A missing acquisition, and why?
In my life as a collector, I have made many choices. I remember at Artefiera many years ago a gallery showed me a small but powerful work by Yayoi Kusama.. I rejected it in favour of a work by a lesser known artist, but of great size and strong spatial impact. Later I sold it.
Five works on your wishlist and why?
I was recently very impressed with a work by Nina Canell, exhibited in the group show "Transmissions" curated by Alex Bacon at the Vin Vin Gallery in Vienna. Her ability to combine concreteness and spirituality within the material, mostly industrial, is very sympathetic with the works in my collection, located between tangible forms and intangible forces. There are also other artists that I would like to have in my collection, like Adriano Costa, Gina Folly, Isabella Ducrot, Luca Francesconi and Francesco Gennari.
The importance of social networks for your acquisitions?
Social media today is perhaps most responsible for dissemination of artistic material, especially Instagram. I have a profile for my collection and I really like to follow artists, collectors, curators and other personnel in the art world.
Do you like to know the artists you collect?
I love to closely follow the activity and evolution of the artists that I have in my collection and those that I would like to have in it. The art making process is such a fundamental part of the work itself. Each artist has his own personality, research, history, which all contribute to the understanding of his work. I have hosted many artists in my home and shared visits to exhibitions and studies with them. These areunique experiences that I always enjoy. Besides the purchase of a a work, supporting artists also includes sponsoring projects or contributing to a catalogue. In 2015 I had the pleasure of contributing to James Beckett's project for the Belgian Pavilion in Venice, and I recently made my home available for the presentation of Ana Manso's book.
Among the players of the art world you have met, who are you most impressed by?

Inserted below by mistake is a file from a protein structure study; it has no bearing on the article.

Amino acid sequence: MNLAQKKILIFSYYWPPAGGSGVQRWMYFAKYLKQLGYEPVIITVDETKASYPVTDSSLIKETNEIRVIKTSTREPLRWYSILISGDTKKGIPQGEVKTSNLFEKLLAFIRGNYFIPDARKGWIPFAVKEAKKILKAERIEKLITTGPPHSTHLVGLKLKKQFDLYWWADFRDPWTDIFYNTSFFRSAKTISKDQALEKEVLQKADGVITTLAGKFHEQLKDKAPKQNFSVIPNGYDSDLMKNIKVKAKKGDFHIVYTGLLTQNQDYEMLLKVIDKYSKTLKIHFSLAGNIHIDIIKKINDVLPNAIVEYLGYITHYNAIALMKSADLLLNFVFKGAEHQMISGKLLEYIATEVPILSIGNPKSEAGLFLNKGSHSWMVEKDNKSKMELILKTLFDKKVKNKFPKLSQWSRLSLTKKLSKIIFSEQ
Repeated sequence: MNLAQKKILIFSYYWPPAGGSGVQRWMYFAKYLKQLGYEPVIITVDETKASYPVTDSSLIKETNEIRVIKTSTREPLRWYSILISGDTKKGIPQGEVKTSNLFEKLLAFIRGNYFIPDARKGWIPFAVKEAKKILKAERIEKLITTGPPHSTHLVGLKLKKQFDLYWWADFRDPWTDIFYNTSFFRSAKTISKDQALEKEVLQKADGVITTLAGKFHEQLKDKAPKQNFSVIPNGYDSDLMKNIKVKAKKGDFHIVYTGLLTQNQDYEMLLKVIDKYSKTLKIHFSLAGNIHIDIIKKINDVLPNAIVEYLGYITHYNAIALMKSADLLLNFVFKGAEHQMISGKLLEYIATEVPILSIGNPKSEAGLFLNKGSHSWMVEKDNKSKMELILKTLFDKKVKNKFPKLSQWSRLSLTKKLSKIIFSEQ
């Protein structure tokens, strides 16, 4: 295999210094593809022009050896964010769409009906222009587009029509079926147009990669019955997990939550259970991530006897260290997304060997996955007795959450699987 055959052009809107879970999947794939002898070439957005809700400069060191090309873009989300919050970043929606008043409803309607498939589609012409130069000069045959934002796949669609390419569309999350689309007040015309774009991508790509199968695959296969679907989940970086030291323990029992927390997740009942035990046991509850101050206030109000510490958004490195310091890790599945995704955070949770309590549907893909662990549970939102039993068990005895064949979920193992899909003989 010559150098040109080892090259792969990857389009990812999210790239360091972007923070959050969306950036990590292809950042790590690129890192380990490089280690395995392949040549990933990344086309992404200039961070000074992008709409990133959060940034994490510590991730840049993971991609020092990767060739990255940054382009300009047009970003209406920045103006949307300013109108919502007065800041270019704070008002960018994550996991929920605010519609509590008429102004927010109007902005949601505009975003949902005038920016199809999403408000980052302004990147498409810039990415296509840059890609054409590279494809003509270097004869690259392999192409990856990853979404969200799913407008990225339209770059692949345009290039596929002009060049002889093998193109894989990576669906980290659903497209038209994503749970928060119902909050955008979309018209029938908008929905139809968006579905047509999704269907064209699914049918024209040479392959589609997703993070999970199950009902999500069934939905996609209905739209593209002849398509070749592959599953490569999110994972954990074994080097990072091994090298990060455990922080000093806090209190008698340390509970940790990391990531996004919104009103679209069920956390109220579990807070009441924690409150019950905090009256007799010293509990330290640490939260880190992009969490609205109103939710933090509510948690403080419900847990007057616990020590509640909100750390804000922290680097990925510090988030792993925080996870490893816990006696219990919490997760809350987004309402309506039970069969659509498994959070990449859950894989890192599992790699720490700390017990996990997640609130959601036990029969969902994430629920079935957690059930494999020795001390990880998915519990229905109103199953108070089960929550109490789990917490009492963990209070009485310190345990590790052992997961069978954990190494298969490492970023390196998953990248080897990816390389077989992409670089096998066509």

Many! I am lucky enough to live in Naples, a beautiful city that has always been a gathering place for many people from different places and cultures. I have met fantastic gallery owners, such as Marco Altavilla and Paola Guadagnino from T293, who introduced me to contemporary art, Raucci/Santamaria, who also helped to embellish my home, Umberto Di Marino, a great art historian, and Laura Trisorio, a gallery owner with a refined taste. Also my gallerist friends from other cities, like Giuseppe Alleruzzo and Raffaella Cortese.
Among the artists, Martin Soto Climent, who I met at his first exhibition at T293 whom there was an instant synergy in our relationship. , which still keeps us close. We started our journey in contemporary art together, I as a collector and he as an artist, and although we are geographically apart, today we are close friends. Then there is Luca Bertolo, an artist and intellectual, whom I had the pleasure of presenting his beautiful book "I baffi del bambino" on the relationship between art and politics and the crisis of criticism in my home. , Also, Francesco Arena, among many others...
Among contemporary artists who would you like to invite to dinner, and why?
Michael E. Smith, who is an artist I've been following for many years. I have three wonderful artworks by him in my collection. By assembling and manipulating found objects and materials , he modifies their shape and transcends meaning, time and space. His predilection for the absurd and for tension, for symbolism and transcendence has always fascinated me. His works are a deep investigation of our humanity, of the social, ethical and economic challenges that animate us now.
Have you ever loaned works from your collection? If so, can you tell us about your experience?
Certainly, I think it is very important to exhibit my collection. I have loaned works to major museums, including MoMA in New York, the MADRE in Naples, the Parasol Unit in London, the Art Gallery of Alberta in Canada, and the Triennale in Milan. The last request I received was a few months ago from the Pino Pascali Foundation for a work by Zhang Huan, artist winner of the XII edition of the Pino Pascali Award. Loaning works is makes me proud and I look forward to doing it more.